But IMO, more important than that is the simple enjoyment the genre has provided over the years.

Jim

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Re: Favorite movie fight scenes

Postby James Y » Thu Oct 03, 2019 3:54 pm

Another clip from No Retreat No Surrender 3: Blood Brothers. This time it’s the intro.

I debated including this, because the action isn’t great, but IMO this scene is grade-C movie unintentional comic gold. I honestly believe that the scene (as it was written) was intended to inspire pride and patriotism. But the script sounds like it was written by an 11-year-old boy. The acting is wonderfully horrendous. And when the machine gun is fired, there is zero collateral damage to objects except for a cheesy sign that says, “Invest in your future: invest in America;” the budget was clearly too low to afford that expense. And the “flirtatious” look that Keith Vitali gives the girl at the end of the scene is Peeping Tom creepy.

https://youtu.be/ROpjDbD5CwA

Jim

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Re: Favorite movie fight scenes

Postby James Y » Fri Oct 04, 2019 11:14 am

Marco Polo (AKA, The Four Assassins; 1975, Taiwan). Director: Chang Cheh.

In the first clip, Kuo Chui has developed “body lightness” (extreme agility) kung fu to deal with the Mongolian wrestler, and Alexander Fu Sheng has developed “iron palm” to overcome the strength advantage of his opponent.

Final fight, part 1: Kuo Chui vs Wang Lung-Wei; Alexander Fu Sheng vs Leung Kar-Yan:

https://youtu.be/ooOZvP3Sk0g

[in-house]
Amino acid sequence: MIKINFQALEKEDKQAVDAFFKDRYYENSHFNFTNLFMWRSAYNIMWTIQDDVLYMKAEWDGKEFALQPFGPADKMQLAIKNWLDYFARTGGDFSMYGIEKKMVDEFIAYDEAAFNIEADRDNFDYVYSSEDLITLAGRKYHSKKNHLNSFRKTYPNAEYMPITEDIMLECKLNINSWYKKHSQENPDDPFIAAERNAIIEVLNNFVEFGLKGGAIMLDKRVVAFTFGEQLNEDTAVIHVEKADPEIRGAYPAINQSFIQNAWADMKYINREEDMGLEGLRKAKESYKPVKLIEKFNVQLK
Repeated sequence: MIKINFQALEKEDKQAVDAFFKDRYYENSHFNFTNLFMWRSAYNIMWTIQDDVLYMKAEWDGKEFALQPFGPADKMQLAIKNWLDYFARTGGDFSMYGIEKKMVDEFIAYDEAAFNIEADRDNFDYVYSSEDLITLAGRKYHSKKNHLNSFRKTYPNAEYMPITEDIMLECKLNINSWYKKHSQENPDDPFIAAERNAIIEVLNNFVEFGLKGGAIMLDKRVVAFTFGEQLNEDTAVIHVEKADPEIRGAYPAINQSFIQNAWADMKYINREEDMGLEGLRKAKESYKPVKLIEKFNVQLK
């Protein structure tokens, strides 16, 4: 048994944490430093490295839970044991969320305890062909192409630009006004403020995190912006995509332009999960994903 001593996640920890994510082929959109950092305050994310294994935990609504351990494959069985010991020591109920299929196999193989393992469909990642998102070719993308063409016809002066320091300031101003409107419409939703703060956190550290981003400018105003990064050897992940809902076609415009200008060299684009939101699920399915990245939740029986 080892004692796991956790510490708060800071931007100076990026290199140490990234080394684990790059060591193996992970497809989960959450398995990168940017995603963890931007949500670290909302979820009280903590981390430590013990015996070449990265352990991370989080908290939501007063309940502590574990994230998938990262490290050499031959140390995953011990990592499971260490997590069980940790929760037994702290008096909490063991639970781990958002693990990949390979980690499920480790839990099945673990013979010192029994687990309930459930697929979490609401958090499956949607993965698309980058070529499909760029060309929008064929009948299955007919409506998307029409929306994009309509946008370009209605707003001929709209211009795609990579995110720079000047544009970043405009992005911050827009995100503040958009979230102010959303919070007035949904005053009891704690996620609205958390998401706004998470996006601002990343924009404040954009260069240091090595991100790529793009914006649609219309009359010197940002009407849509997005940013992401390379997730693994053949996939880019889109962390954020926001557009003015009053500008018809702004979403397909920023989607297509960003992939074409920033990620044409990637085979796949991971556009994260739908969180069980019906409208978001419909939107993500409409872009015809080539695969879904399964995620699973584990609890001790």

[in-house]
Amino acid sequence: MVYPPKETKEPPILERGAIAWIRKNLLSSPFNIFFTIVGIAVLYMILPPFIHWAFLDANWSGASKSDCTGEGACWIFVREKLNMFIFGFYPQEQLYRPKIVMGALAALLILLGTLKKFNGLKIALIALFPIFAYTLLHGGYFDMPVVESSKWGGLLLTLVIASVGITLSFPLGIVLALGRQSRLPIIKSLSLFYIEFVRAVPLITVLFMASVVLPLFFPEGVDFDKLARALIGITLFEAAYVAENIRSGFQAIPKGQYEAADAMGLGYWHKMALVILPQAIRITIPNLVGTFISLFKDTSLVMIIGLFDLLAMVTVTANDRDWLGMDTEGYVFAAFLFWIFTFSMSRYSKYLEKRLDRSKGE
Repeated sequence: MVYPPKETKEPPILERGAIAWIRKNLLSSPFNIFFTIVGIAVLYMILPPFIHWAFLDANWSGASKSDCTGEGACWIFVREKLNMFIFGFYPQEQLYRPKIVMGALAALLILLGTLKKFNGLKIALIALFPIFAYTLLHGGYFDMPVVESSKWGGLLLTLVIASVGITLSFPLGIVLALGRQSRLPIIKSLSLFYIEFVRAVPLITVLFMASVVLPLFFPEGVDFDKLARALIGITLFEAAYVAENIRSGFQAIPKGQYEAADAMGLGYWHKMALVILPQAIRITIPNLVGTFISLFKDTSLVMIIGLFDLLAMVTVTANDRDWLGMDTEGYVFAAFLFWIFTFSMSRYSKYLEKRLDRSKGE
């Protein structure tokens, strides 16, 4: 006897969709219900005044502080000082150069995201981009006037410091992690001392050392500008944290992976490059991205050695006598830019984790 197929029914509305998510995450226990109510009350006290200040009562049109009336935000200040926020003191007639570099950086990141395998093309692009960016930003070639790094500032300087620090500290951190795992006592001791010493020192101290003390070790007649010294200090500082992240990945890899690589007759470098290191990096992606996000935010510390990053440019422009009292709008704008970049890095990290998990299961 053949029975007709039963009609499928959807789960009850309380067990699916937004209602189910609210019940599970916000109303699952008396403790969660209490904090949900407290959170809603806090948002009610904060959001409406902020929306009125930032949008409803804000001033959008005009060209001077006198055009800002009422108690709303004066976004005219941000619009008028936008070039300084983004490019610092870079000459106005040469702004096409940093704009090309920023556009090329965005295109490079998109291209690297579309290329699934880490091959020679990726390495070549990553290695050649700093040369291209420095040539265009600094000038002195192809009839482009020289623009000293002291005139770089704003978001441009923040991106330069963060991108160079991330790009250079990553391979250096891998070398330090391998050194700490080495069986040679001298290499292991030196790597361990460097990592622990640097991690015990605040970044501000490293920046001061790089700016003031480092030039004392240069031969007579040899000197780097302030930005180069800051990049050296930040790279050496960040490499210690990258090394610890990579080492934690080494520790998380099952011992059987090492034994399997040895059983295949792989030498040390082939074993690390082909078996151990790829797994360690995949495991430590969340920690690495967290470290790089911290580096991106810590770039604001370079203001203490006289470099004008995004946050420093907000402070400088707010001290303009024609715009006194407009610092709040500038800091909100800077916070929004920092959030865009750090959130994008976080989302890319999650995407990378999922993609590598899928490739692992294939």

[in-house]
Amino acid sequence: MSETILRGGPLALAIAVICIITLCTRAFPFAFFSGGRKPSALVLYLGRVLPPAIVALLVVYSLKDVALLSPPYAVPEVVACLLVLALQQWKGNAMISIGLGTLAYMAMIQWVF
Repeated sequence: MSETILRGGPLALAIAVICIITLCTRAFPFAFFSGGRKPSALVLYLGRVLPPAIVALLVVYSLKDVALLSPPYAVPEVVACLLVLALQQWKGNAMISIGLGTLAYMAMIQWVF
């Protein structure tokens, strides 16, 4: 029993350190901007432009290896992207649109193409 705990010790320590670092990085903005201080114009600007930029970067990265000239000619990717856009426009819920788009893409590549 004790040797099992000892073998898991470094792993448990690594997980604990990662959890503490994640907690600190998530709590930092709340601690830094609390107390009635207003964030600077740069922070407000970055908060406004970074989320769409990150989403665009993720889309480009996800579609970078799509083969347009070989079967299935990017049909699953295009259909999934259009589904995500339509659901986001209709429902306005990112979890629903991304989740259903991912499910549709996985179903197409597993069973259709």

In the second clip, Chi Kuan-Chun’s character has developed iron shirt/iron cloth “invincibility” kung fu. It’s one of the comparatively few times that a protagonist is featured with that skill, as it’s usually reserved for villains. Unfortunately, this clip does not go completely to the end of the entire scene.

Final fight, part 2: Chi Kuan-Chun vs Gordon Liu & Mongol hordes. With Richard Harrison as Marco Polo:

https://youtu.be/R7XngnOvBNk

Note: There is another main character whose final battle against the Mongol hordes that for some reason is not on YouTube.

Jim

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Re: Favorite movie fight scenes

Postby James Y » Sat Oct 05, 2019 9:38 pm

Warriors Two (1978, Hong Kong/filmed in South Korea). Director: Sammo Hung.

*Note: This movie has NO connection to the American movie The Warriors that came out a year later in 1979.

The person who posted this on YouTube has cut out some parts of the final fight (and some entire fights), but IMO, this is the best video of the final fight available on YouTube.

Final fight: Casanova Wong vs Tiger Yang; Sammo Hung vs Chin Yuen-Sang & Meng Hoi; Casanova Wong & Sammo Hung vs Fung Hark-On:

https://youtu.be/YyAqW3vpmFQ

Jim